Government Transport Minister Phil Twyford has issued a blistering response to doubts raised by the National party in Horowhenua over the future of the Levin expressway.

Twyford said a meeting held in Levin last Tuesday by National's Nathan Guy, where party leader Simon Bridges and National's transport spokesman Jami-Lee Ross also appeared, was nothing more than "a political stunt designed to confuse the public."

He said nothing had changed with the progress of the Otaki to North of Levin (O2NL) expressway and that is was in the planning phase, exactly as it was before the recently released draft Government Policy Statement (GPS) on land transport.

"Once route selection is finalised, there will be public consultation, then it will be up to the NZTA board to make the final selection," he said.
"I can't tell you what their decision will be."


"The reason why the Transport Agency makes independent decisions about roading projects is that our Government refuses to engage in the disgraceful pork-barrelling we saw under the National government."

Twyford said that sadly for locals, they were being subjected to political scaremongering by the National party which was "singlehandedly responsible for the uncertainty the people of Horowhenua are feeling."

He refuted statements made by Ross at the meeting that the Government had made mistakes in allocating transport funding.

"The Government has not made errors in its calculations...nor are we taking money from the regions to pay for Auckland rail. We are rebalancing transport investment away from National's low-value highways," he said.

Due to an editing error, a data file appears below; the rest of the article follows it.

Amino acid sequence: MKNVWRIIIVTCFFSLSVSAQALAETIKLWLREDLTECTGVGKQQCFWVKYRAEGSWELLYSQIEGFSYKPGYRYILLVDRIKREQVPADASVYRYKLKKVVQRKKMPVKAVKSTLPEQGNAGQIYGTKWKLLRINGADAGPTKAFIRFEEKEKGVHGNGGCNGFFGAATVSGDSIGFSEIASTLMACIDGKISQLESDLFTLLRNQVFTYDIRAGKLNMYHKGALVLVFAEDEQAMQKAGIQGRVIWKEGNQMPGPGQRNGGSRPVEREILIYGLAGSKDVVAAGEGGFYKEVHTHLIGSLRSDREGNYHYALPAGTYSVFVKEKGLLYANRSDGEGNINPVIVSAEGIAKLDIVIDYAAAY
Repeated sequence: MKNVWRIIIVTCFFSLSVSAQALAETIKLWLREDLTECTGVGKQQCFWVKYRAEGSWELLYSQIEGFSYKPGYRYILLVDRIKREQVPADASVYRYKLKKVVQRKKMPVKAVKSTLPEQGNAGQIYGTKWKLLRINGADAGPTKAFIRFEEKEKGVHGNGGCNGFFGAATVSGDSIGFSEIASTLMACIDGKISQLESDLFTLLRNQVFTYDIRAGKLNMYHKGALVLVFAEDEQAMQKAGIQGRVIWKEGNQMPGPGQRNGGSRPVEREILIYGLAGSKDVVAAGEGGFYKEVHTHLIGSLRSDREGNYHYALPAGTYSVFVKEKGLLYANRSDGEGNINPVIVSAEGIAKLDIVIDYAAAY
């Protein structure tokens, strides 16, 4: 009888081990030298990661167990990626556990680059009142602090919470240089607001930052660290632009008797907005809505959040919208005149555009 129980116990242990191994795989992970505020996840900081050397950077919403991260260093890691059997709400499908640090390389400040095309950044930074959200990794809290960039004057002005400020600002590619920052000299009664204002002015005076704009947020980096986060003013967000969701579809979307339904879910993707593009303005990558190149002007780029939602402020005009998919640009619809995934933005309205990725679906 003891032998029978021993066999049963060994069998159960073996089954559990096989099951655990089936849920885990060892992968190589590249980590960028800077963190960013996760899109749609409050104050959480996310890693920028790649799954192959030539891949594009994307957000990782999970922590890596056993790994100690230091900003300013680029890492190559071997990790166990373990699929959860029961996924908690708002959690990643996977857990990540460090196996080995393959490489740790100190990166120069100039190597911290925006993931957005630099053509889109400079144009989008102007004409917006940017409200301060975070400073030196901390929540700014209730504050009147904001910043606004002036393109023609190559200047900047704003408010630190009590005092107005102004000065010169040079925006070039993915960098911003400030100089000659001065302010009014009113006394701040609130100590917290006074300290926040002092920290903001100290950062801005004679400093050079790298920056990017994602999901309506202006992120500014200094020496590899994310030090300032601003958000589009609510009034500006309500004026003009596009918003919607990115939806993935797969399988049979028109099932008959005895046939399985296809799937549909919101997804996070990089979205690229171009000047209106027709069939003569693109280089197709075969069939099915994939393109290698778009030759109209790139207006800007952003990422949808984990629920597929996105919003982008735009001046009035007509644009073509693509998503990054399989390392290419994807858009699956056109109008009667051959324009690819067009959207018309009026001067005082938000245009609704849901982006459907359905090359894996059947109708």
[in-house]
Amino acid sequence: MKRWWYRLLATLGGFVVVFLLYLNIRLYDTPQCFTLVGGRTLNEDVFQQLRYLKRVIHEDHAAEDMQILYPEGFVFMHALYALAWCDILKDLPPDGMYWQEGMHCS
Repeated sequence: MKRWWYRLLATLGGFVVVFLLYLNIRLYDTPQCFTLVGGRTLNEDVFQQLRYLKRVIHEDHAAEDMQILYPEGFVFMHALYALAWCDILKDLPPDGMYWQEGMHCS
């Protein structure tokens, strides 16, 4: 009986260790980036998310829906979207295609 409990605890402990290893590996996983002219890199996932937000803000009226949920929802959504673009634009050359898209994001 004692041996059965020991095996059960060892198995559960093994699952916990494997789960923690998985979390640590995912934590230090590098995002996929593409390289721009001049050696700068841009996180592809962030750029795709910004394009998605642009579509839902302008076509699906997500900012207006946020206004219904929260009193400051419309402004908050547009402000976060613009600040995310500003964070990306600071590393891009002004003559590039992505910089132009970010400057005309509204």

Twyford said the previous National government spent $11 billion on just seven handpicked expressways, sinking huge amounts into their super-highways that carry only four percent of vehicle traffic.

"Safety is one of our main priorities because the number of people who have died on our roads has risen every year since 2013," he said.
"We have a broad transport plan that's focussed on a sustainable future, and will invest in local and regional roads, and the maintenance of our state highways which have been neglected. We also have a plan for public transport, cycleways and footpaths."

He also said that contrary to comments made by Ross at the Levin meeting suggesting NZTA would have $5 billion less under the current government, under the GPS 2018, the National Land Transport Programme would be $1.7 billion larger than under National by 2022.

Guy said last week the draft GPS "all but signalled the that the Government would not be funding the Otaki to North of Levin stretch of the expressway," however both Twyford and Prime Minister Jacinda Ardern have publicly confirmed that it is not under threat.